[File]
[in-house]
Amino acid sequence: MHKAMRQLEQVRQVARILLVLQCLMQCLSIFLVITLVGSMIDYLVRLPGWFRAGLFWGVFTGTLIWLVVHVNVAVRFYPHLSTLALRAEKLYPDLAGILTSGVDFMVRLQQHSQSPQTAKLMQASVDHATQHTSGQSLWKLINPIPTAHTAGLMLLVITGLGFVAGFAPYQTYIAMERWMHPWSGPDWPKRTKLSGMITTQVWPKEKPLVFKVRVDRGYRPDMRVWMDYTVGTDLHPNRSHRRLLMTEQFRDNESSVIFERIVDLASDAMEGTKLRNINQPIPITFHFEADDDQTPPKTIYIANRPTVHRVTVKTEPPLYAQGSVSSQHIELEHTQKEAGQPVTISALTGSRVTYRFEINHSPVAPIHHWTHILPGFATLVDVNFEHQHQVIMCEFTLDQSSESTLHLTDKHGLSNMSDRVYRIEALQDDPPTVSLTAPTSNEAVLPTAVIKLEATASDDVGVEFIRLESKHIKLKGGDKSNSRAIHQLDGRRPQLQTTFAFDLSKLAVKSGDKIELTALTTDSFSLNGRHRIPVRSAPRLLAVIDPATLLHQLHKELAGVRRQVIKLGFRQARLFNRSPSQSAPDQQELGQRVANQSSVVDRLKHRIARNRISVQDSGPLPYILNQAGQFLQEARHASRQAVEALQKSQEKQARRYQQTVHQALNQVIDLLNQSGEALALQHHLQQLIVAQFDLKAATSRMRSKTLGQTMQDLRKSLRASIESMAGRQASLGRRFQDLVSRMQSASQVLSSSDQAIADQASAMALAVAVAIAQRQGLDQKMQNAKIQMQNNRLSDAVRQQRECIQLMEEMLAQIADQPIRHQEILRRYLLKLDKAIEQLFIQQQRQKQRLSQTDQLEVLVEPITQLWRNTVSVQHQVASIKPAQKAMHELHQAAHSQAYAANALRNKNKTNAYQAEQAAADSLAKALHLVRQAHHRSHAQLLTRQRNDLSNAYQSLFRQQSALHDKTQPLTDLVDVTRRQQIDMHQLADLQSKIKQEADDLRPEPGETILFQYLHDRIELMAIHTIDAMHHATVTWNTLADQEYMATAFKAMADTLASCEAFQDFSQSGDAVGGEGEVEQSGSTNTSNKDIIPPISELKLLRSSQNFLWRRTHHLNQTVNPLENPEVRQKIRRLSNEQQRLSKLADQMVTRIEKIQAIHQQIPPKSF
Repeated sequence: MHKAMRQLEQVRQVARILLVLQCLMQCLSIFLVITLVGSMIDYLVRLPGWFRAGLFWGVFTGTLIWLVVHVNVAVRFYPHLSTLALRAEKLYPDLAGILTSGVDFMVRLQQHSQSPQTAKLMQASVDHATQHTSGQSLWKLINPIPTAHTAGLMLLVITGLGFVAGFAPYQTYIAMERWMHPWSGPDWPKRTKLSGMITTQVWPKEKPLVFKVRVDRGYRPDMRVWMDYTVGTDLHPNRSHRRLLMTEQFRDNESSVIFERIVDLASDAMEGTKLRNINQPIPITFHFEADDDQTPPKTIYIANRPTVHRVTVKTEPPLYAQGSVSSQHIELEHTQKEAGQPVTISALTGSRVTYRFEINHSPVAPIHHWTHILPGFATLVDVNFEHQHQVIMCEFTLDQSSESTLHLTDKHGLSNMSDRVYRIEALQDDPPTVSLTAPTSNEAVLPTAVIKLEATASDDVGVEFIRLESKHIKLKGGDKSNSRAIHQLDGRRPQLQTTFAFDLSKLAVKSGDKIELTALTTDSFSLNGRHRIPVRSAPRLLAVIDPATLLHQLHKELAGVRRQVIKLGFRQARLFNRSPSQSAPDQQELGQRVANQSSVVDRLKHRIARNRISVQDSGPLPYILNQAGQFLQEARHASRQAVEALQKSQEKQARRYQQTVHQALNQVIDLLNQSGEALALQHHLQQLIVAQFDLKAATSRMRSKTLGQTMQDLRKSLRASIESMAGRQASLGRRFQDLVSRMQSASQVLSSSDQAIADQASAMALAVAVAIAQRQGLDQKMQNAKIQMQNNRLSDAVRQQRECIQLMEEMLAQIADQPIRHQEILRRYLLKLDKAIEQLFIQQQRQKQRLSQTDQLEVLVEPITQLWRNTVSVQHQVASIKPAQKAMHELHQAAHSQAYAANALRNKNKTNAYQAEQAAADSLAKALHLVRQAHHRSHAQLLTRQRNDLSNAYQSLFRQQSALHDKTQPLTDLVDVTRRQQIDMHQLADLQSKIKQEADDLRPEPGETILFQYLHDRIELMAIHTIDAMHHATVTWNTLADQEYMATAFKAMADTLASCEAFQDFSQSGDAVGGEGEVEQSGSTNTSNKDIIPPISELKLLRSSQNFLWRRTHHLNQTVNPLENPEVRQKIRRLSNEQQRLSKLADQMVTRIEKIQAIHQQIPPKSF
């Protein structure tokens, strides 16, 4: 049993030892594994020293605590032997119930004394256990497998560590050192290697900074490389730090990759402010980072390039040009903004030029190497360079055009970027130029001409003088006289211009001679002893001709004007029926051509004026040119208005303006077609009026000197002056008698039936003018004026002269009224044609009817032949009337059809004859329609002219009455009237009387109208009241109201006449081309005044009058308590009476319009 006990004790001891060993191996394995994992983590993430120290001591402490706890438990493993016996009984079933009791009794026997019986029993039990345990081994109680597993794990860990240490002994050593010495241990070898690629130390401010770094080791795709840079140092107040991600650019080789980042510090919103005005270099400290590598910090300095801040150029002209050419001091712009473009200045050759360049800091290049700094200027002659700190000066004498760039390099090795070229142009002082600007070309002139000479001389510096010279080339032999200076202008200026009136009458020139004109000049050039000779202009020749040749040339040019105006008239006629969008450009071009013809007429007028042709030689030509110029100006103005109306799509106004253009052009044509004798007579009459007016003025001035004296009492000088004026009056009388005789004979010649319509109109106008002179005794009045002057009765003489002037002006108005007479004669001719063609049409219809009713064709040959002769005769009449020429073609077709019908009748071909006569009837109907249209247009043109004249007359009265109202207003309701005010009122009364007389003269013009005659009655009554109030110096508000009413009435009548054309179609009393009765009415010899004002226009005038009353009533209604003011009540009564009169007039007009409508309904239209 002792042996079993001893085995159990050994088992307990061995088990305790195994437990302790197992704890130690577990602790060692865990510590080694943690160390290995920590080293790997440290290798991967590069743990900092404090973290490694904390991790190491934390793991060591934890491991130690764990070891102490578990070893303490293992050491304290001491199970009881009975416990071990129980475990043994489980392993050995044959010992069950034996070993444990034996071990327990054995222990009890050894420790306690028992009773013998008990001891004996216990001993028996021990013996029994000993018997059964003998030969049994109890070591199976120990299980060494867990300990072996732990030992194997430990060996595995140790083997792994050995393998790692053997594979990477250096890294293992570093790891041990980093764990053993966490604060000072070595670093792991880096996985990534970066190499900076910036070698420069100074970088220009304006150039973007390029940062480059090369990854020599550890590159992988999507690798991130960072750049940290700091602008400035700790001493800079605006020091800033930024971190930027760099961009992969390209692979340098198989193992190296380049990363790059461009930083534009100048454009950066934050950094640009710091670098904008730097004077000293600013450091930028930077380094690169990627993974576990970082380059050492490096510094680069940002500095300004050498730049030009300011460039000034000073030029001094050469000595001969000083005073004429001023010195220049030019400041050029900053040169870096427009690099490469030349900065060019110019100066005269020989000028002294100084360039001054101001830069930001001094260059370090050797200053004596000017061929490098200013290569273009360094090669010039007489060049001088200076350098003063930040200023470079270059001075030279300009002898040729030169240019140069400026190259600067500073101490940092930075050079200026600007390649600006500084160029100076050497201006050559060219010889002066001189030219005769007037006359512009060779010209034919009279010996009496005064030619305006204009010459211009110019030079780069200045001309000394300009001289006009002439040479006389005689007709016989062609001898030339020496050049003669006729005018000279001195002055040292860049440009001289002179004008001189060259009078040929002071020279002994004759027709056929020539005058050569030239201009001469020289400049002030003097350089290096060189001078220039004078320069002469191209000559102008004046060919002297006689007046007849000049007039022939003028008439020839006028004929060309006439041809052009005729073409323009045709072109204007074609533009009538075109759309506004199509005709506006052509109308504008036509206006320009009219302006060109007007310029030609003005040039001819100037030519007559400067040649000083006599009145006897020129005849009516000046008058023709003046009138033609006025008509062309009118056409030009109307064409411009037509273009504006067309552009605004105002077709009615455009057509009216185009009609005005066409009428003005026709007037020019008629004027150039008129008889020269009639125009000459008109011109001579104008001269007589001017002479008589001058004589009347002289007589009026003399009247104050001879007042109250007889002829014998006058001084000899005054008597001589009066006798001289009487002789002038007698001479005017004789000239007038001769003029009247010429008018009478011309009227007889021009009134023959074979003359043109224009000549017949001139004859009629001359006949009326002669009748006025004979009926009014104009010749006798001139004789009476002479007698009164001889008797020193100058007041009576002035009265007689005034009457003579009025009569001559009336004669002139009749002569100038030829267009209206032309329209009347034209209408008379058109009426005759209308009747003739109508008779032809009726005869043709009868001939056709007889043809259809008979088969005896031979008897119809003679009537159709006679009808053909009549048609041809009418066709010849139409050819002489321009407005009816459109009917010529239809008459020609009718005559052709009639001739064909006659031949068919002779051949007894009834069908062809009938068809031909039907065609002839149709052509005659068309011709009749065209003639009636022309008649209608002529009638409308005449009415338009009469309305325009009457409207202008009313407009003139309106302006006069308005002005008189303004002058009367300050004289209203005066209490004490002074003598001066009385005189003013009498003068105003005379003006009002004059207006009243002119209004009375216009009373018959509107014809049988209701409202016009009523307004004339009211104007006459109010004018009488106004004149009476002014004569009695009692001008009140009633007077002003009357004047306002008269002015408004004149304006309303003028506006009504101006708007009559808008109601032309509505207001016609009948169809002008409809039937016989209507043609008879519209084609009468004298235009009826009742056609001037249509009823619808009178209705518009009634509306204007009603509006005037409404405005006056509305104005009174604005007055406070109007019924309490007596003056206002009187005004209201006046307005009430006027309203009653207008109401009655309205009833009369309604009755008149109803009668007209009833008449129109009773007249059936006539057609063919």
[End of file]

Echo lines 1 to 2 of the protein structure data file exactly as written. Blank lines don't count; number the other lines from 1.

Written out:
[in-house]
Amino acid sequence: MHKAMRQLEQVRQVARILLVLQCLMQCLSIFLVITLVGSMIDYLVRLPGWFRAGLFWGVFTGTLIWLVVHVNVAVRFYPHLSTLALRAEKLYPDLAGILTSGVDFMVRLQQHSQSPQTAKLMQASVDHATQHTSGQSLWKLINPIPTAHTAGLMLLVITGLGFVAGFAPYQTYIAMERWMHPWSGPDWPKRTKLSGMITTQVWPKEKPLVFKVRVDRGYRPDMRVWMDYTVGTDLHPNRSHRRLLMTEQFRDNESSVIFERIVDLASDAMEGTKLRNINQPIPITFHFEADDDQTPPKTIYIANRPTVHRVTVKTEPPLYAQGSVSSQHIELEHTQKEAGQPVTISALTGSRVTYRFEINHSPVAPIHHWTHILPGFATLVDVNFEHQHQVIMCEFTLDQSSESTLHLTDKHGLSNMSDRVYRIEALQDDPPTVSLTAPTSNEAVLPTAVIKLEATASDDVGVEFIRLESKHIKLKGGDKSNSRAIHQLDGRRPQLQTTFAFDLSKLAVKSGDKIELTALTTDSFSLNGRHRIPVRSAPRLLAVIDPATLLHQLHKELAGVRRQVIKLGFRQARLFNRSPSQSAPDQQELGQRVANQSSVVDRLKHRIARNRISVQDSGPLPYILNQAGQFLQEARHASRQAVEALQKSQEKQARRYQQTVHQALNQVIDLLNQSGEALALQHHLQQLIVAQFDLKAATSRMRSKTLGQTMQDLRKSLRASIESMAGRQASLGRRFQDLVSRMQSASQVLSSSDQAIADQASAMALAVAVAIAQRQGLDQKMQNAKIQMQNNRLSDAVRQQRECIQLMEEMLAQIADQPIRHQEILRRYLLKLDKAIEQLFIQQQRQKQRLSQTDQLEVLVEPITQLWRNTVSVQHQVASIKPAQKAMHELHQAAHSQAYAANALRNKNKTNAYQAEQAAADSLAKALHLVRQAHHRSHAQLLTRQRNDLSNAYQSLFRQQSALHDKTQPLTDLVDVTRRQQIDMHQLADLQSKIKQEADDLRPEPGETILFQYLHDRIELMAIHTIDAMHHATVTWNTLADQEYMATAFKAMADTLASCEAFQDFSQSGDAVGGEGEVEQSGSTNTSNKDIIPPISELKLLRSSQNFLWRRTHHLNQTVNPLENPEVRQKIRRLSNEQQRLSKLADQMVTRIEKIQAIHQQIPPKSF